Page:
Could you explain the mecha bursting from Naota's head in FLCL?
KT: I use a giant robot being created from the brain to represent FLCL coming from my brain. The robot ravages the town around him, and the more intensely I worked on FLCL the more I destroyed the peaceful atmosphere of Gainax.
Why doesn't FLCL follow one story?
KT: In the third episode Ninamori was almost a main character, a kid who, like Naota, has to act like an adult. After episode three her problem was solved so we wrote her out. She has many fans in Japan and we got plenty of letters about that decision. For FLCL I wanted to portray the entire history of Gainax, and each episode has symbols of what happened behind the scenes on each of Gainax's shows. Episode one has many elements of Karekano; episode two, a lot of Evangelion references, etc.
Where does the title FLCL come from?
KT: I got the idea from a CD in a music magazine with the title Fooly-Cooly. I like the idea of titles that are shortened long English words. Pokémon for "Pocket-Monsters" for instance, and an old J-pop band called Brilliant Green that was known as "Brilly-Grilly."
Is there any reason why the extra scenes added to Eva for the video release were cut in the first place? Did you think the story would mean something different with them intact?
KT: The scenes that were added to Eva for its video release aren't that important. We added them as an apology for taking so long to get the video out. Maybe they'll help people understand things, because the episodes were done under tough deadlines the first time around.
Can you explain the symbolism of the cross in Evangelion?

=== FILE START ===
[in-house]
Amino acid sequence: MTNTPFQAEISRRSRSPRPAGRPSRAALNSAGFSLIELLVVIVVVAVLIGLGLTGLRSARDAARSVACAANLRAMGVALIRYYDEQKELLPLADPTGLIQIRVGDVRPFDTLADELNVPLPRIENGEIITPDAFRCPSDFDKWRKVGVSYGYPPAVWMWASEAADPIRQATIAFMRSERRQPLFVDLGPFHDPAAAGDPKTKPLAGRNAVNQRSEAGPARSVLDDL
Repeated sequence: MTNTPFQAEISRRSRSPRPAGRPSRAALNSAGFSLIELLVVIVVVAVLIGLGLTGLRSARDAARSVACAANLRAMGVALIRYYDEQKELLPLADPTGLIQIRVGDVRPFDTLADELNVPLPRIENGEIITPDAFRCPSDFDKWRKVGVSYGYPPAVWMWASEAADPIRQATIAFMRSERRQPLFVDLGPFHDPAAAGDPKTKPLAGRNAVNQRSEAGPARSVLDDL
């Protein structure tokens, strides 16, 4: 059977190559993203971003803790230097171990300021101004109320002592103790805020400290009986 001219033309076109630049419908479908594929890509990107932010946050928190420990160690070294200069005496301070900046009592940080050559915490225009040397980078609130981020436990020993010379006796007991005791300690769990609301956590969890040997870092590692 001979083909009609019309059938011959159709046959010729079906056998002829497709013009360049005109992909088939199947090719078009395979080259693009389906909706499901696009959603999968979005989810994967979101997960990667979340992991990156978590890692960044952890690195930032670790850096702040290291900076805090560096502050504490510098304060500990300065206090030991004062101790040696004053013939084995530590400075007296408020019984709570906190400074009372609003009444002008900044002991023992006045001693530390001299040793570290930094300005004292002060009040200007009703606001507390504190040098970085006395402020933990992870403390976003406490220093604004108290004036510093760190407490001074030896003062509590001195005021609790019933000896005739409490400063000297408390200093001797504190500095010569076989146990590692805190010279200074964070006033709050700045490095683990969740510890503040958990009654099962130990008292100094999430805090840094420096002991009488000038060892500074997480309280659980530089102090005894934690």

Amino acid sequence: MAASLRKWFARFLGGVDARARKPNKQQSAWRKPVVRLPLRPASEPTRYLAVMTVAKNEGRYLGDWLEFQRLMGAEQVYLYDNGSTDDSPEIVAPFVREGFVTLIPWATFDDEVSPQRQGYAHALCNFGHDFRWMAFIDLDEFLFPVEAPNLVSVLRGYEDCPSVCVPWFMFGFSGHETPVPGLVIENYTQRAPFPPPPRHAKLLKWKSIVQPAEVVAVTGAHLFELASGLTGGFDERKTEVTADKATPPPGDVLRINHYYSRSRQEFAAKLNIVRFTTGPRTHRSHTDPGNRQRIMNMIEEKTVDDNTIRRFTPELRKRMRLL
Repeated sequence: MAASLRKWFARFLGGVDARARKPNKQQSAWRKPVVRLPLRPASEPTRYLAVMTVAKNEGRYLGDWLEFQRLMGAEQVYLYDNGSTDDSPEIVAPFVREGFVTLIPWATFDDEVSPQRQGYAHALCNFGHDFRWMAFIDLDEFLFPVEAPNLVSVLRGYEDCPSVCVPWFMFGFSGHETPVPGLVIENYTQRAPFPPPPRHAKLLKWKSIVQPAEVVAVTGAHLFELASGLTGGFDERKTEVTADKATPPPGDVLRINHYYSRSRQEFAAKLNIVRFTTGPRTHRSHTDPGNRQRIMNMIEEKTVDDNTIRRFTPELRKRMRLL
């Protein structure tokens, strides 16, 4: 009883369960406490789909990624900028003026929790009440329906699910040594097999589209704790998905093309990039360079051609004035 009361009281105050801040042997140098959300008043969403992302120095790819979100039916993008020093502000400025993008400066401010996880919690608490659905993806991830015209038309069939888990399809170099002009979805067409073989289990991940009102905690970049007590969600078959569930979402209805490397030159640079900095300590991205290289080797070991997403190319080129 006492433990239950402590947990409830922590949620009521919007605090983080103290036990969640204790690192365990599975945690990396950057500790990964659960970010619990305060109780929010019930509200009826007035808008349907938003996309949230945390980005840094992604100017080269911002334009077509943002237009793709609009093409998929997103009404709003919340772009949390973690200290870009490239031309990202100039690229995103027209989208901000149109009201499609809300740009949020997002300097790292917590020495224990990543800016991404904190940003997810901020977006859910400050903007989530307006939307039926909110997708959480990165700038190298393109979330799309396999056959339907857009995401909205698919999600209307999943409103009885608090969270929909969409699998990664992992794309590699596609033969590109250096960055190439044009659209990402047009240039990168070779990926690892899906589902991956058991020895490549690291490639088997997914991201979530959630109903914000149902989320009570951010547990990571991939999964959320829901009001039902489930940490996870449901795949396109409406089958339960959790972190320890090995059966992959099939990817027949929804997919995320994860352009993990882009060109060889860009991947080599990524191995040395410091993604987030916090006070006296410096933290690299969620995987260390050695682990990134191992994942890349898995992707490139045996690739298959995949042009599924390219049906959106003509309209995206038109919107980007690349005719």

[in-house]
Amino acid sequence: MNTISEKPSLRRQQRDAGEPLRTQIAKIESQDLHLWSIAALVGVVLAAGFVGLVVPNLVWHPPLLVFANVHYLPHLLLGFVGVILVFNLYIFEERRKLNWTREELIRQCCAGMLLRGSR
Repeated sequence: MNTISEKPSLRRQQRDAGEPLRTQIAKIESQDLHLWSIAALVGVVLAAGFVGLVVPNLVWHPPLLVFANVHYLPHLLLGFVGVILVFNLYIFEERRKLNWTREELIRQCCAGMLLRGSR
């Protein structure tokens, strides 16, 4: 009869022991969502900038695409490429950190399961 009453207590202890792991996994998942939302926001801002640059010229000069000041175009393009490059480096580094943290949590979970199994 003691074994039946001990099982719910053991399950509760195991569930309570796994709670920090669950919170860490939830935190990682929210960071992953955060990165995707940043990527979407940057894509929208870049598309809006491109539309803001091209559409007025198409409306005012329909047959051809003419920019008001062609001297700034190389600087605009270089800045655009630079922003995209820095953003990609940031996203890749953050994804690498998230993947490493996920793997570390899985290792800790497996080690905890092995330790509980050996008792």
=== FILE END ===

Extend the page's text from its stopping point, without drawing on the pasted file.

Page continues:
KT: There are a lot of giant robot shows in Japan, and we did want our story to have a religious theme to help distinguish us. Because Christianity is an uncommon religion in Japan we thought it would be mysterious. None of the staff who worked on Eva are Christians. There is no actual Christian meaning to the show, we just thought the visual symbols of Christianity look cool. If we had known the show would get distributed in the US and Europe we might have rethought that choice.
After the panel, Mr. Tsurumaki sat down to speak with Akadot.
Do you enjoy confusing people?
KT: I have a twisted sense of humor. I'm an Omanu Jacku, a contrarian. [Writer's note- Omanu Jacku is a folk character a bit like Puck, a mischief maker]
What do you see differently now that you're working as a director rather than only as a visual artist?
KT: As an animator I have only the art; as a director story is really big. I still feel as an animator and I often have trouble putting the needs of the story first.
Did you intend from the start for FLCL to be as bizarre as it wound up?
KT: From the very start I wanted a different flavor. To achieve this I had to re-train the animators to be as stylized as I wanted them to be because I wasn't drawing it. I knew that not everyone would get it. I deliberately selected very obscure J-pop culture and anime sub-culture jokes and references. Because Eva was so somber I always intended to make FLCL outrageous and wacky.